More than 100,000 Victorian properties are without power after wild storms tore down power lines and damaged homes, causing widespread blackouts.
Destructive winds lashed the southern Australian state on Thursday night, with thousands of requests for emergency assistance and hundreds of properties damaged.
Victoria’s State Emergency Service (SES) worked through the night on Friday to deal with a large amount of requests for help in the aftermath of the wild weather.
The SES was dealing with more than 1,300 requests for assistance as of 7.30 a.m. on Saturday.
Energy market operator AEMO said 110,000 properties are still without power as of 8.25 a.m. on Saturday, down from 518,000 homes on Friday.
“Network crews continue to repair powerlines and critical infrastructure,” AEMO said.
One of the major power distributors, United Energy, said it is managing “high volumes of calls” with long call wait times, as its staff prioritise emergency calls.
United Energy said accurate electricity restoration times were difficult to gauge “until the full extent of network damage” had been assessed.
The damage to powerlines was so severe that some customers may not have electricity this weekend or even by early next week.
It is the first weekend that Victorians have been allowed to travel freely within the state, with many residents from the state’s capital, Melbourne, planning to visit regional Victoria for the first time since July due to a lengthy COVID-19 lockdown.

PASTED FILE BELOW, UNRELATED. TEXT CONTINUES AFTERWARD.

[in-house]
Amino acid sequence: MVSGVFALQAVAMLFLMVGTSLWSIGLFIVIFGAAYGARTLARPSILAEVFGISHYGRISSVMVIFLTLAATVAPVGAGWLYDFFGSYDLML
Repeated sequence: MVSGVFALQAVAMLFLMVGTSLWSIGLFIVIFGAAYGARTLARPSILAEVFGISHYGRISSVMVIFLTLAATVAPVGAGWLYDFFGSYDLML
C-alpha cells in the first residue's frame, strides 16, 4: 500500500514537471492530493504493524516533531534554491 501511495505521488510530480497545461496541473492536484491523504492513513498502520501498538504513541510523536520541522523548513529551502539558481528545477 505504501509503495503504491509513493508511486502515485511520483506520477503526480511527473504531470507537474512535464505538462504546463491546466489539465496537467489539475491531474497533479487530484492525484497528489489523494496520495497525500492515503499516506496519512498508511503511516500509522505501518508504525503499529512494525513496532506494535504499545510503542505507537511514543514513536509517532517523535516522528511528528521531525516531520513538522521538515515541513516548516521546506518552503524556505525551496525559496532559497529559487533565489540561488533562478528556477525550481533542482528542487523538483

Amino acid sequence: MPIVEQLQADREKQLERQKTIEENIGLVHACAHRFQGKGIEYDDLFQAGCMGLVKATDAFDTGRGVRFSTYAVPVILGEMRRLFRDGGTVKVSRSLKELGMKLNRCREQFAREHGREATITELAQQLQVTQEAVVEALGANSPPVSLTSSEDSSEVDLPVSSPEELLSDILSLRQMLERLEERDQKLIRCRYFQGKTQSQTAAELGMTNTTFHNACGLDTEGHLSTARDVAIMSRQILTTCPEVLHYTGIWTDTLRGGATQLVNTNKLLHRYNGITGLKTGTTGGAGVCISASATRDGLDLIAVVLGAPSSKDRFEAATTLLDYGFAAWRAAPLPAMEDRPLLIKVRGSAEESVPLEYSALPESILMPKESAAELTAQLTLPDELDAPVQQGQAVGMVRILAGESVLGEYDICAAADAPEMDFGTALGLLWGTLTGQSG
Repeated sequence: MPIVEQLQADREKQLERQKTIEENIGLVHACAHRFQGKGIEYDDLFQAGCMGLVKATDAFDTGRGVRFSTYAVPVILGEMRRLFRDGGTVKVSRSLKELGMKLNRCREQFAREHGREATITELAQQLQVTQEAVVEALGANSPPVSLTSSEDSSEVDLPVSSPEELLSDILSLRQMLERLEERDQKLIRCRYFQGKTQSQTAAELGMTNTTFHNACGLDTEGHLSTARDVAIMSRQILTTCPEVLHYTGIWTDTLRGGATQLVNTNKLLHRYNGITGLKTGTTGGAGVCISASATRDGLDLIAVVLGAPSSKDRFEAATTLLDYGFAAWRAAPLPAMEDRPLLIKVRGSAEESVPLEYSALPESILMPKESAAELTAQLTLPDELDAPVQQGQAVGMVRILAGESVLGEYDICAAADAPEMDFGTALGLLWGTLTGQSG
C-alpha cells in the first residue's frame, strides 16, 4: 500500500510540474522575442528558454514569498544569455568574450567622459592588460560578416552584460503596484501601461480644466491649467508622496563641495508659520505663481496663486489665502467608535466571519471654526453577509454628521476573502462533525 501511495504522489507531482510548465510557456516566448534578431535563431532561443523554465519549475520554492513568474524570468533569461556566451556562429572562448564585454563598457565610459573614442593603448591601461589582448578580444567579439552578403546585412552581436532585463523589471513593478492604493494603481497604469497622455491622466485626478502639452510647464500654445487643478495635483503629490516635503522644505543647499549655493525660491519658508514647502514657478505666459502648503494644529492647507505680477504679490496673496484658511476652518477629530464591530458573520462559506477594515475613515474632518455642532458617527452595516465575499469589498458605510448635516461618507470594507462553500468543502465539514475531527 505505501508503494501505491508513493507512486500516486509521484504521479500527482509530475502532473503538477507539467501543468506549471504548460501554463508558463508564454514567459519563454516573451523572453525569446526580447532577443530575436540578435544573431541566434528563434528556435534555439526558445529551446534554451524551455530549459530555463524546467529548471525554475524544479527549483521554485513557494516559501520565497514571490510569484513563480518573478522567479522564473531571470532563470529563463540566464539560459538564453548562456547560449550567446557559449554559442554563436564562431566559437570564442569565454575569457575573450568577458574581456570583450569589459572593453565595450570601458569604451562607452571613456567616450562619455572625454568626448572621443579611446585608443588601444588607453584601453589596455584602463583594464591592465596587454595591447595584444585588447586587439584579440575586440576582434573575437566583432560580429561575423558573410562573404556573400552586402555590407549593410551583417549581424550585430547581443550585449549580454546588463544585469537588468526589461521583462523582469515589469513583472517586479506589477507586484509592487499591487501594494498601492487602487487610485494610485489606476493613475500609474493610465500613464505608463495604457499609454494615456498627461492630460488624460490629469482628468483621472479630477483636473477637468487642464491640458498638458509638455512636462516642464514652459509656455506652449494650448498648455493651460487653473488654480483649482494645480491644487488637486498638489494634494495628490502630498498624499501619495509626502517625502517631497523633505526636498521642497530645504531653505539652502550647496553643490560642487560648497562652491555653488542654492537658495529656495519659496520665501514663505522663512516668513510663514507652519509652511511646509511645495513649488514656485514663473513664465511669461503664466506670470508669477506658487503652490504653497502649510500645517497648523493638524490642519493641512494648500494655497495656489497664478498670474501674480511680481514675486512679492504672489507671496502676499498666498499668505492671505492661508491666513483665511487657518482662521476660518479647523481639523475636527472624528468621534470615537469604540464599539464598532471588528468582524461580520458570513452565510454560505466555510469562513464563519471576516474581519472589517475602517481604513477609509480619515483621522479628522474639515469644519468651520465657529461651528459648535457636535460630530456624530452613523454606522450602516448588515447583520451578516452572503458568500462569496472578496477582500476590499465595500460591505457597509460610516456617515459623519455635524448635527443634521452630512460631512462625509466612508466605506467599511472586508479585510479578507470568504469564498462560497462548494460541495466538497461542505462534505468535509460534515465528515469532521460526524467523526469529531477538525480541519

But holiday-deprived Victorians are urged to reconsider travelling this weekend, with popular tourist destinations including
Apollo Bay, the Dandenongs, and the Mornington Peninsula are among the worst hit by the storms.
AEMO recommended those travelling this weekend reconsider their plans due to the widespread electricity outages.
Emergency Management Commissioner Andrew Crisp also flagged there could be more wild storms in coming days.
Several locations recorded their strongest wind gusts in a decade or more, including Viewbank (104 km/h or 65 mph), Hopetoun (83 km/h), and Ben Nevis (117 km/h).
The storms suspended sections of several Melbourne train lines, closed vaccination centres and stopped two schools in Frankston and Pakenham running VCE exams.
They also caused widespread damage in South Australia, leaving more than 30,000 Adelaide homes and businesses without power.
By Emily Woods